When famed pro golfer Greg Norman walked into the Palm Beach County Courthouse on Monday, people suspected something unusual was happening.

Web Extra:
Notice of sale

Summary Judgment


It was. Norman, along with a throng of TV news crews and well-dressed potential buyers, were on hand for the long-anticipated foreclosure auction of the 52-room mansion of Veronica Hearst, widow of newspaper heir Randolph Apperson Hearst.

The show didn’t last long as lender New Stream Capital bid $22 million for the 3.5-acre oceanfront property.

Hearst owed more than $40 million to New Stream Secured Capital, in one of the largest single-family residential foreclosure cases ever in South Florida.

Norman, known on the PGA tour as the “Great White Shark,” didn’t bid on the mansion during the auction, but sat in the rear of the room with the lender’s representatives and later huddled for about 15 minutes with New Stream’s principal, Donald Porter, and New Stream’s attorney, Alan Grunspan of Carlton Fields.

Norman said he was “an interested bystander” who wanted to get an idea of what the property was worth in the current residential real estate slump.

A source familiar with the foreclosure confirmed Norman is one of eight potential buyers “seriously” interested in acquiring the Hearst estate.

Norman, a native of Australia, has been shopping for a house in the Manalapan area for a few months, according to several brokers of luxury residences who did not want to be identified. Recently he and his fiancee, tennis pro Chris Evert, toured a house at 820 S. Ocean Blvd., which is listed for $36.95 million. In late 2006, Norman bought a $7 million mansion in Boca Raton’s Le Lac neighborhood, which is a walking distance to Evert’s current house.

Dozens of properties are auctioned at the courthouse each morning but the bidding doesn’t typically attract the attention of celebrities. A small gaggle of television reporters and well-dressed lawyers and bankers also waited anxiously for the main event – the sale of the Hearst mansion.

They waited for Palm Beach clerk Sharon Bock to go through a list of more than 50 foreclosure properties being auctioned Monday until she called up New Stream Capital to start the auction on the Manalapan estate.

The auction, which started with the standard $100 bid, lasted less than five minutes.

Attorney Drennen L. Whitmire Jr., principal of South Ocean Capital, was the most ambitious individual bidder, dropping out at $21 million. He later declined comment.

Hearst last month thought she had secured financing to allow her to pay off the New Stream mortgage loan without refinancing or selling the oceanfront mansion.

“The funds didn’t come through, so we decided to let New Stream take over the house,” said Hearst lawyer Al LaSorte of the West Palm Beach office of Shutts & Bowen.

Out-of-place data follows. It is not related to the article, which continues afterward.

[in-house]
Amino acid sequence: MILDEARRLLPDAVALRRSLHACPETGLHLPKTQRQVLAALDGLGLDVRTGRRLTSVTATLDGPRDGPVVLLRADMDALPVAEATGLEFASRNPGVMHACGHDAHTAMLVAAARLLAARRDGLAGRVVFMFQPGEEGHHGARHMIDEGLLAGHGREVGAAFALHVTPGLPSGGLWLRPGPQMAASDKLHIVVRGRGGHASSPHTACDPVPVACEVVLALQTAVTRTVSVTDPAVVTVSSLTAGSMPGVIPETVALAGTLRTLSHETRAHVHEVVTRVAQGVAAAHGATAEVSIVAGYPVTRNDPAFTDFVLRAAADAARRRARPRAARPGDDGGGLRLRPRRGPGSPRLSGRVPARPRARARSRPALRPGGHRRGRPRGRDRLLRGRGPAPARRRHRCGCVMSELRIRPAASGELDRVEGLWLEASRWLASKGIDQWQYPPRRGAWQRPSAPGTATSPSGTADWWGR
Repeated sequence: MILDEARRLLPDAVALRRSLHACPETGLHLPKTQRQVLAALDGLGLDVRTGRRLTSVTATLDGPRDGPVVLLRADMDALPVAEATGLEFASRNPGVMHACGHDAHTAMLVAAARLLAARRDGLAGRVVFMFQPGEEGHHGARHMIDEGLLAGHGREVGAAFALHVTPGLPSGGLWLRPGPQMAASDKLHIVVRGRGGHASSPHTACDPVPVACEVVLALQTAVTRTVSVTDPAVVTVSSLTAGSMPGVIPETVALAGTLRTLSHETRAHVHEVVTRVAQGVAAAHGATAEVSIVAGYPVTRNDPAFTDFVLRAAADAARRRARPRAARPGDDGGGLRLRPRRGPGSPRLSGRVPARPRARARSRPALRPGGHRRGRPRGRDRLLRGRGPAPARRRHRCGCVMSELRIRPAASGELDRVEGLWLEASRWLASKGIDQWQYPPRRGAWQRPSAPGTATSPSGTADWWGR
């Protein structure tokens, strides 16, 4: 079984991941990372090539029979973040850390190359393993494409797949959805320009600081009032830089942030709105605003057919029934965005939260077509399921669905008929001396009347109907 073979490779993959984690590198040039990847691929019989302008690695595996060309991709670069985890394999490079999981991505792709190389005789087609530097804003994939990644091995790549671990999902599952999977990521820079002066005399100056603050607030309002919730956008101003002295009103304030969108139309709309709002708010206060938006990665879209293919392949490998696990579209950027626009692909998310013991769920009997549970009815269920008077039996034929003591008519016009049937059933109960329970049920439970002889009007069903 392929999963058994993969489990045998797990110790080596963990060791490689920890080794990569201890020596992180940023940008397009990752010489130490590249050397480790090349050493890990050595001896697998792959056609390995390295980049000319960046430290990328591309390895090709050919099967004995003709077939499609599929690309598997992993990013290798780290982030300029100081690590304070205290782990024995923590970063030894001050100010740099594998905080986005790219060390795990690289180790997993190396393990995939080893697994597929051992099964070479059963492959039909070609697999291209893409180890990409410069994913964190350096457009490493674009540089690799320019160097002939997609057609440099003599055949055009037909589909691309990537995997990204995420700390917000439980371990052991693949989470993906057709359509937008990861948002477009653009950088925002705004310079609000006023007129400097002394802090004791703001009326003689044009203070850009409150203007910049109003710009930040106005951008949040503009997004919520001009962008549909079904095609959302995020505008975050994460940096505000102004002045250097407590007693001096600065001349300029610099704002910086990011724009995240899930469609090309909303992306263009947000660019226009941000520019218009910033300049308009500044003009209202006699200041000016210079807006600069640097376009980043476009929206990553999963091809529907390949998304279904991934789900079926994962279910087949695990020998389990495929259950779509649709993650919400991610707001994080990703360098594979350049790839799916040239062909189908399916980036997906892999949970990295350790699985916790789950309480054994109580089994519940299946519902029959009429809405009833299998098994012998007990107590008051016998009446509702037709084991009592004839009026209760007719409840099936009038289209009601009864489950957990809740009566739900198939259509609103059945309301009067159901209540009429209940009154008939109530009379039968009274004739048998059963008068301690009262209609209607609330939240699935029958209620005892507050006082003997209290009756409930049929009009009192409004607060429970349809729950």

LaSorte said there was a “glitch” in a bond deal Hearst expected to use to rescue her mansion. He declined to provide details or name the potential source of the failed financing.

LaSorte said after the deal failed Hearst considered negotiating a down payment with the lender to allow for more time to sell the property, but they decided that pitting bidders in a foreclosure auction was the best way of getting the most value out of the house.

Hearst’s husband paid $29.87 million for the estate a few months before he died in 2000.



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The New Stream debt was costing Hearst about $16,600 in daily interest, according to an order by Palm Beach Circuit Judge Jeffrey Winikoff allowing New Stream to auction the house. Her tax, insurance and utility bills cost her $600,000 a year.

Although the lender now owns the house, Hearst’s problems aren’t over. She’s still on the hook for the balance of the mortgage.

“We know it won’t sell for $40 million, but I’m hoping New Stream can sell it for at least $25 [million] or $30 million,” LaSorte said.

In court filings, Hearst lists other properties as collateral on the New Stream mortgage, including a co-op apartment on New York’s Fifth Avenue; an estate worth about $5 million in North Castle, N.Y.; and an art collection, which is estimated to be worth about $3 million.

New Stream attorney Grunspan said any of the collateral will be auctioned to pay off her debt if the house sale does not cover the amount owed.

The mansion has been on and off the market for several years. At one point, it had an asking price of $27 million.

“We had offers between $15 [million] and $17 million but we saw things heating up in this auction today,” LaSorte said. “We are looking to reduce [Hearst’s] debt as much as possible. The more money the lenders can get for the house, the better it is.”

Several real estate brokers attended the auction on behalf of clients, including Geoffrey Thomas of the Corcoran Group, who had the house listed at $27 million for about a year. Thomas declined to name his auction client.

Eric Christu, an attorney at West Palm Beach-based Elk Christu & Bakst, said he also had a client interested in the property, but Christu did not bid during the auction.